Choosing what skills to put on your resume can be quite a difficult task. The skills that you use on your resume can be the reason if you’re invited to an interview or not. In other words, how you list skills on your resume will help hiring managers understand if you’re the right fit for the job.
Below you'll find a list of over 300 hard and soft skills. We've analyzed over one million resumes created with our resume builder. Keep in mind that you can communicate your skills in the experience section of your resume, in the header, and in a separate skills section.
Listing your skills on your resume is important - it's the only way to show employers and recruiters that you're able to do the job you're applying for. That's why properly including your skills on your resume is of key when it comes to creating a successful resume.
А well-made skills section requires a lot of thought put into it. Generally, you’re looking at three different sections of your resume to show your skills:
Hard skills are skills that are related to the job you're doing. They're a must in order to perform your job well. Soft skills are personal qualities that help you thrive in the workplace.
In other words, if you're a designer hard skills would be:
And your soft skills would look something like:
As you can imagine, listing your skills on your resume isn't as straightforward as you it looks. There's research, understanding, and strategy involved as well. After all, you want to communicate with hiring managers that you're the perfect fit for the job.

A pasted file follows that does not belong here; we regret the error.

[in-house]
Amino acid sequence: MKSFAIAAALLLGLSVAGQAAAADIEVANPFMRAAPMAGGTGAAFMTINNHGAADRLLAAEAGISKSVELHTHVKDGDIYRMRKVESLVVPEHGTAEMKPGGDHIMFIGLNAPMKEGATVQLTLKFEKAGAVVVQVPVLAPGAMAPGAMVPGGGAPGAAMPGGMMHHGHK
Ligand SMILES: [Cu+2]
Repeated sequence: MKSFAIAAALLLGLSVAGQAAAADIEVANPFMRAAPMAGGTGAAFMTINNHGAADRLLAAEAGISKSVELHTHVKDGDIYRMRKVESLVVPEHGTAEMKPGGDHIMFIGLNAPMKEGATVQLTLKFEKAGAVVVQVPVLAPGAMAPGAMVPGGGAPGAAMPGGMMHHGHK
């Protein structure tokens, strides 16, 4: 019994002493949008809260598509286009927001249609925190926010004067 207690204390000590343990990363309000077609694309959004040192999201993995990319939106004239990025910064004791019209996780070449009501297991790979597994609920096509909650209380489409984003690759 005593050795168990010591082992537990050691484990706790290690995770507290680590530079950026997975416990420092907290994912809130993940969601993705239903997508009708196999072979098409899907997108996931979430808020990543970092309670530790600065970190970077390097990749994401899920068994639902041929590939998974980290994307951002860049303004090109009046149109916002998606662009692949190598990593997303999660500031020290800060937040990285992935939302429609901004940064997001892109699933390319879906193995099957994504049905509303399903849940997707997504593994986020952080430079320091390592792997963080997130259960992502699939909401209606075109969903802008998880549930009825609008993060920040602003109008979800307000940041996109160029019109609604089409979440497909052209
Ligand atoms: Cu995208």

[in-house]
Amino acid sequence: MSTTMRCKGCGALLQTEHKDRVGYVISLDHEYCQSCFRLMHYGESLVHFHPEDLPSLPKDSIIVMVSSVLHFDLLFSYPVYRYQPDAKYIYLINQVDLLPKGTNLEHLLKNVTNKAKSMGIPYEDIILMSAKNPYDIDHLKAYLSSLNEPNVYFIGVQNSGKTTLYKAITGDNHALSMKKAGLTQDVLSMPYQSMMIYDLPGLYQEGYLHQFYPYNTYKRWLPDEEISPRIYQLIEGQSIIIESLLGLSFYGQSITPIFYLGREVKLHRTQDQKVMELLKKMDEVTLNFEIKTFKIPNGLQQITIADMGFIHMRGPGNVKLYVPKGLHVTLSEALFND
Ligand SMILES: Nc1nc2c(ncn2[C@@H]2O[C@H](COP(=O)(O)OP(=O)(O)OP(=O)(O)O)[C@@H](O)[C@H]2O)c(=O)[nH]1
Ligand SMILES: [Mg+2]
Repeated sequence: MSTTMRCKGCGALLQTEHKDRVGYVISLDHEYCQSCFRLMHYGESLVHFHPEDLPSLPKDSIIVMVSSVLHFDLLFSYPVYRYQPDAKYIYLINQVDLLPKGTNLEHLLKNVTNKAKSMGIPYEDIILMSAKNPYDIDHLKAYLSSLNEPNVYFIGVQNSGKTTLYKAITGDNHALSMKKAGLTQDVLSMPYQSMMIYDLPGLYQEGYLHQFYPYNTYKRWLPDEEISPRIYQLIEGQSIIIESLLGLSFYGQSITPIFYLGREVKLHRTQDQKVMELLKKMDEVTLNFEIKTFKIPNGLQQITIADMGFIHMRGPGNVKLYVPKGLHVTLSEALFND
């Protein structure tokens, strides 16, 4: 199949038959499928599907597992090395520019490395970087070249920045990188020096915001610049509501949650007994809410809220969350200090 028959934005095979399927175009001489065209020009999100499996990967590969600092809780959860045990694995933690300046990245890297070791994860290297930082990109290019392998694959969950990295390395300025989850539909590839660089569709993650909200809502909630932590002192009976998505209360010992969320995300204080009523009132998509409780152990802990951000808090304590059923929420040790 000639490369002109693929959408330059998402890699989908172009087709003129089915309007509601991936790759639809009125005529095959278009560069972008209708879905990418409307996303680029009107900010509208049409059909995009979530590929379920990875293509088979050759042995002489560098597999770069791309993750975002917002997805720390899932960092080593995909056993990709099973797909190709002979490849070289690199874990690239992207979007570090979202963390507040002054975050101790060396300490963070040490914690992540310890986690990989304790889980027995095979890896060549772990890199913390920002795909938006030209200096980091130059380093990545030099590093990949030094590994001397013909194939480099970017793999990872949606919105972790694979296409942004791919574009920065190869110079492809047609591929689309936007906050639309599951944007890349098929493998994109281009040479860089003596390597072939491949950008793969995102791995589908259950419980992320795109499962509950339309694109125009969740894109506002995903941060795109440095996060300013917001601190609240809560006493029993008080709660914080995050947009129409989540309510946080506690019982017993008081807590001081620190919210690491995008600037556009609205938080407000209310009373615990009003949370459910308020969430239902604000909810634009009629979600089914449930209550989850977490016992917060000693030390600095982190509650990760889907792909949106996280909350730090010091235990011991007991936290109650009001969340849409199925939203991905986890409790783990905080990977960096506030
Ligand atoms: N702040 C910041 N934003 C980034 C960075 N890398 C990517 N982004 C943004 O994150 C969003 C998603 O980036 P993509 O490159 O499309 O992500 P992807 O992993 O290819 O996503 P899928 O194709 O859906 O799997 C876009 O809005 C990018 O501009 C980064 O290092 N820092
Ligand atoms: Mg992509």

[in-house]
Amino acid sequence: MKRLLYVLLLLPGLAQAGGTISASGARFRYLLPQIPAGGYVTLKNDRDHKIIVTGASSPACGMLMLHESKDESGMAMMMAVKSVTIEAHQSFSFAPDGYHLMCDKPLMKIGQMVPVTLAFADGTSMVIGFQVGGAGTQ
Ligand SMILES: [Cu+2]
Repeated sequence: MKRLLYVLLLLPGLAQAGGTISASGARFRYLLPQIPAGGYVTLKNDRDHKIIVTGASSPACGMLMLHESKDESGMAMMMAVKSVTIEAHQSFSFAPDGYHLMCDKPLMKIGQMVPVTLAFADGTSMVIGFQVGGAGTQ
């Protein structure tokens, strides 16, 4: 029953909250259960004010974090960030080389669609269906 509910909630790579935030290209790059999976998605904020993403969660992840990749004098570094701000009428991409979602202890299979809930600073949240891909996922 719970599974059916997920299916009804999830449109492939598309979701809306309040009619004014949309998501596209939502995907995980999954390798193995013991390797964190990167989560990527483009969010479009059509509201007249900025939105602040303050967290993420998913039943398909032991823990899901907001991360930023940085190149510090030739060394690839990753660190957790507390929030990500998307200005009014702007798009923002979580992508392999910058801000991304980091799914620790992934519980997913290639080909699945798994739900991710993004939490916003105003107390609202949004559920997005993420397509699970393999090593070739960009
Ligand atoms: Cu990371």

So, let's dive a bit deeper into how to list skills on a resume.
The best way to ensure that your skills are relevant to the position you are applying for is to research the company and study the job description.
Most job ads contain the skillset needed for the position at hand - it's up to you to connect the dots and find the right way to fit them in your resume.
If the job description seems a bit short, we advise you to do more research. It's highly likely that the recruitment team for that company has posted the job ad on numerous websites - google the company plus the open position. Check their LinkedIn, Indeed, and even some niche forums. It's highly likely that you'll find more descriptive versions of that same job posting somewhere else.
You want your skillset to fit the needs of the company you're applying for. The skills you've listed are meant to show the hiring manager that you're able to fill in the vacancy and further grow with the company.
If we take a look at a job description for a UX Copywriter position we can see how the skills needed for the job are interpolated with the description.
We've highlighted the hard skills in green and soft skills in blue.
Once you have analyzed the job posting description, it’s time to focus on communicating them on your resume. The best way is to formulate your experience section in showing concrete evidence of past accomplishments while tying them in with the preferred or basic qualifications needed for the job.